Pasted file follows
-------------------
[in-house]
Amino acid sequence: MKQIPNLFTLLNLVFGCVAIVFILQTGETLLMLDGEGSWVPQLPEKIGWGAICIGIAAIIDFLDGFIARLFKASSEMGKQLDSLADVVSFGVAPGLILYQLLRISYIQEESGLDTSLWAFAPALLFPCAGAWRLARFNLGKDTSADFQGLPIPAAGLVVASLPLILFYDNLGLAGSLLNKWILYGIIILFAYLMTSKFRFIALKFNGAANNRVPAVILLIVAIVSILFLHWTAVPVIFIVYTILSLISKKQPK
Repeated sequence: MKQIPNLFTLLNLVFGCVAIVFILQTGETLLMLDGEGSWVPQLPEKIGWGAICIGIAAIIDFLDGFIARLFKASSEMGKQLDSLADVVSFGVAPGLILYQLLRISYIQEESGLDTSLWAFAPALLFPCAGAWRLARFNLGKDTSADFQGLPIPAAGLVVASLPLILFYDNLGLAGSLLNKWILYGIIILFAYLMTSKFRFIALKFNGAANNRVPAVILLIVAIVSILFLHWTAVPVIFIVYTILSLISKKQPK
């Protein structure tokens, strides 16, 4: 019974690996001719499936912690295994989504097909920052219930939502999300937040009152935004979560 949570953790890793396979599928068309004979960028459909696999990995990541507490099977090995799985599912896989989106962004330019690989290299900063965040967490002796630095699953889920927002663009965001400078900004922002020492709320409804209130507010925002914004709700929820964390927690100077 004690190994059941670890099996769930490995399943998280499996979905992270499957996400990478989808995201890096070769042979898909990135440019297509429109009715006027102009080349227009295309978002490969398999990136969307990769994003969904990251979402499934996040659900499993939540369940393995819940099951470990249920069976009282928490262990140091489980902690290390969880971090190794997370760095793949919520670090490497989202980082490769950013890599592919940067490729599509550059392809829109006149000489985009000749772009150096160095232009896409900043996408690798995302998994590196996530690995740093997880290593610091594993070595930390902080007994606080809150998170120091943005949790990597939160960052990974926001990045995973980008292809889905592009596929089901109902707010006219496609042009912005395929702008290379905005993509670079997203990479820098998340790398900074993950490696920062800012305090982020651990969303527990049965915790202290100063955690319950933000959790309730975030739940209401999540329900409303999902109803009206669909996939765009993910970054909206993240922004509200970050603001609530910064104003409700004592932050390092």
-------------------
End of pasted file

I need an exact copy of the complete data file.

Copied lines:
[in-house]
Amino acid sequence: MKQIPNLFTLLNLVFGCVAIVFILQTGETLLMLDGEGSWVPQLPEKIGWGAICIGIAAIIDFLDGFIARLFKASSEMGKQLDSLADVVSFGVAPGLILYQLLRISYIQEESGLDTSLWAFAPALLFPCAGAWRLARFNLGKDTSADFQGLPIPAAGLVVASLPLILFYDNLGLAGSLLNKWILYGIIILFAYLMTSKFRFIALKFNGAANNRVPAVILLIVAIVSILFLHWTAVPVIFIVYTILSLISKKQPK
Repeated sequence: MKQIPNLFTLLNLVFGCVAIVFILQTGETLLMLDGEGSWVPQLPEKIGWGAICIGIAAIIDFLDGFIARLFKASSEMGKQLDSLADVVSFGVAPGLILYQLLRISYIQEESGLDTSLWAFAPALLFPCAGAWRLARFNLGKDTSADFQGLPIPAAGLVVASLPLILFYDNLGLAGSLLNKWILYGIIILFAYLMTSKFRFIALKFNGAANNRVPAVILLIVAIVSILFLHWTAVPVIFIVYTILSLISKKQPK
């Protein structure tokens, strides 16, 4: 019974690996001719499936912690295994989504097909920052219930939502999300937040009152935004979560 949570953790890793396979599928068309004979960028459909696999990995990541507490099977090995799985599912896989989106962004330019690989290299900063965040967490002796630095699953889920927002663009965001400078900004922002020492709320409804209130507010925002914004709700929820964390927690100077 004690190994059941670890099996769930490995399943998280499996979905992270499957996400990478989808995201890096070769042979898909990135440019297509429109009715006027102009080349227009295309978002490969398999990136969307990769994003969904990251979402499934996040659900499993939540369940393995819940099951470990249920069976009282928490262990140091489980902690290390969880971090190794997370760095793949919520670090490497989202980082490769950013890599592919940067490729599509550059392809829109006149000489985009000749772009150096160095232009896409900043996408690798995302998994590196996530690995740093997880290593610091594993070595930390902080007994606080809150998170120091943005949790990597939160960052990974926001990045995973980008292809889905592009596929089901109902707010006219496609042009912005395929702008290379905005993509670079997203990479820098998340790398900074993950490696920062800012305090982020651990969303527990049965915790202290100063955690319950933000959790309730975030739940209401999540329900409303999902109803009206669909996939765009993910970054909206993240922004509200970050603001609530910064104003409700004592932050390092």